The results of the study call into question the benefits people seek when they engage in such pointless, possibly destructive, behavior.
Beersheva, July 24 – An extensive study that cross-referenced online habits with the frequency and intensity of horrible stories receiving media coverage has demonstrated no link between obsessive checking of the latest developments with any improvement in those developments.
No matter how many times you refresh the page of your social media or Slack screen, the study shows, you do nothing to reduce or mitigate the torrent of horror that is current events. In fact, the authors warn, compulsive checking of news sources, Twitter, Facebook, and other real-time online interfaces, exposes the user to an increased risk of greater exposure to repetition of awful news stories.
“We looked at the data, and we set up our own control group,” explained lead researcher Osi Dee, of ben Gurion University of the Negev. “The control group checked or refreshed their news feeds at their normal pace, and then the experimental group was instructed to conduct the same activities, but at 150% the frequency of the control group’s. Each participant was instructed to record the number of pieces of awful news to which their feeds exposed them.”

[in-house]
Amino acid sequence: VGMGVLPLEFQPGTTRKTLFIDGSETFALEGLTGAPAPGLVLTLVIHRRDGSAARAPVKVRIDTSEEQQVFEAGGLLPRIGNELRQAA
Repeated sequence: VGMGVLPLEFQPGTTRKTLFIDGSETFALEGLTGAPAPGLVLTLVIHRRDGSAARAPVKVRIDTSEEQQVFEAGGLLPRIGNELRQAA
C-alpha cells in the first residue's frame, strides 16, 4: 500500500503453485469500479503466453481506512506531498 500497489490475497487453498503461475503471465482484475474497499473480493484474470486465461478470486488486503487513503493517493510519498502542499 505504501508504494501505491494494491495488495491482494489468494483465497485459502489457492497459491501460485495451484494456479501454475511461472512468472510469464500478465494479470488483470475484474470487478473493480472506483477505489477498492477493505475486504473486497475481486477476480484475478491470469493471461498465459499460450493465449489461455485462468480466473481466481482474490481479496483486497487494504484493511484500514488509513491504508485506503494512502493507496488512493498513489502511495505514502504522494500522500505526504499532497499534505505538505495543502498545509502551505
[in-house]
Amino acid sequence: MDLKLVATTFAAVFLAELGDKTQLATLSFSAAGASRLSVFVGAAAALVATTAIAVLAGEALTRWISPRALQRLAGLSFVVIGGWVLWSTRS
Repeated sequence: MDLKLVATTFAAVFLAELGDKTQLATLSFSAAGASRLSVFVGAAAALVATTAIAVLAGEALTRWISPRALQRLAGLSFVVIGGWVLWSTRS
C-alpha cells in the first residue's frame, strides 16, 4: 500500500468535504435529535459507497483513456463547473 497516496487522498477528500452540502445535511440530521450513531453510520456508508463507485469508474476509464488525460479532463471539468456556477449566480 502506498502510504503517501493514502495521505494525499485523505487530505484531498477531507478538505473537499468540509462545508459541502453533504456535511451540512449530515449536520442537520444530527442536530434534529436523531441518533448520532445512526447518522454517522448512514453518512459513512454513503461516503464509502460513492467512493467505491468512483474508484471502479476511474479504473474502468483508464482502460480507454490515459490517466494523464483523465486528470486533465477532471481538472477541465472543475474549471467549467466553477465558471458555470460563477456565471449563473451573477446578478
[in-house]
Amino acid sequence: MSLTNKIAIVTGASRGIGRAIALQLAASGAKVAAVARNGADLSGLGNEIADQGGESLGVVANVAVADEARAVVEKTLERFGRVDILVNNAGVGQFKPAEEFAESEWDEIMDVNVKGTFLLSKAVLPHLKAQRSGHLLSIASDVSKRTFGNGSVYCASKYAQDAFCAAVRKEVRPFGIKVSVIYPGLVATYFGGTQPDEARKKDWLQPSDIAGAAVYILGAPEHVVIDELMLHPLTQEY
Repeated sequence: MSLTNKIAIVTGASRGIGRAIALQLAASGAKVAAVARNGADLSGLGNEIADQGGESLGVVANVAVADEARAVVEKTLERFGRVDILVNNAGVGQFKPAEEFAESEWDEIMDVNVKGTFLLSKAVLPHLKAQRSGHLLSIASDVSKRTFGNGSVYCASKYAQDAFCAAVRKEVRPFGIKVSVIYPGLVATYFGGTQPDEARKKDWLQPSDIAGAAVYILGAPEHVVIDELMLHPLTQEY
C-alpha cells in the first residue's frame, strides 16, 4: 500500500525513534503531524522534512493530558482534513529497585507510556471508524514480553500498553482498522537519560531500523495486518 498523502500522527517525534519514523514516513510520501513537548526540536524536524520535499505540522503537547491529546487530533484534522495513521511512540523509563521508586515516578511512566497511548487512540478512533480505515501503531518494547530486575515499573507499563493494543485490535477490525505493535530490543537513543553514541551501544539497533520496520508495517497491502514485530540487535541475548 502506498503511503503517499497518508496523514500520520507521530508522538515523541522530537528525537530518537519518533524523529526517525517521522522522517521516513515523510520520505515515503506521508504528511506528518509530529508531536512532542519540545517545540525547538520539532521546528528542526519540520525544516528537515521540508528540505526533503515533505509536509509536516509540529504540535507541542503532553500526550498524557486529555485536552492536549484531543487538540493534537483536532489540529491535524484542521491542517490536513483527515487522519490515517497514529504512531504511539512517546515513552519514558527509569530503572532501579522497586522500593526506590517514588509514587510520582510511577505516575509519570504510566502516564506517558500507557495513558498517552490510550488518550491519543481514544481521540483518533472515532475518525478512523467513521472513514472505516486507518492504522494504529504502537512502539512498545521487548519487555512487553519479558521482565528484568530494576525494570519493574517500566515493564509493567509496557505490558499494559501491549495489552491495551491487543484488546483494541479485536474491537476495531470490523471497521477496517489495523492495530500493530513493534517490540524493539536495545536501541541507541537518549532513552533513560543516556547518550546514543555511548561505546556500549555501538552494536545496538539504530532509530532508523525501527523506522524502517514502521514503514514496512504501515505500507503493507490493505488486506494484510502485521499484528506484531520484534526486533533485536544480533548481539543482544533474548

“We found no appreciable difference in the quantity of awfulness present in the feeds of the two groups,” he continued. “While not statistically significant, we did find subtle indications that more frequent refreshing might make the user see bad news he or she may otherwise have missed, given the volume of awful stories that are present in the news at any given time.”
The results of the study call into question the benefits people seek when they engage in such pointless, possibly destructive, behavior. “This warrants some input from, for example, evolutionary biologists, in consultation with behavioral psychologists, for example,” stated Dick Tiv, a member of the team. “The disappointing outcome of clicking again and again on the Refresh icon appeared to have no effect. Despite being shown again and again that the desired outcome – better news, or at least a smaller quantity of awful news – users kept pursuing the unreasonable, from a results standpoint, choice, and kept looking for less awful news in their feeds.”
As a follow-up the team intends to look at why, despite disastrous results, people on social media keep using Facebook and other similar applications to conduct all of their research into vaccination, politics, medical treatments, ecology, conspiracy theories, nutrition, career, parenting, dating, romance, legal issues, financial decisions, home safety, hygiene, automotive questions, travel precautions, education, and whatever the Kardashians are up to.
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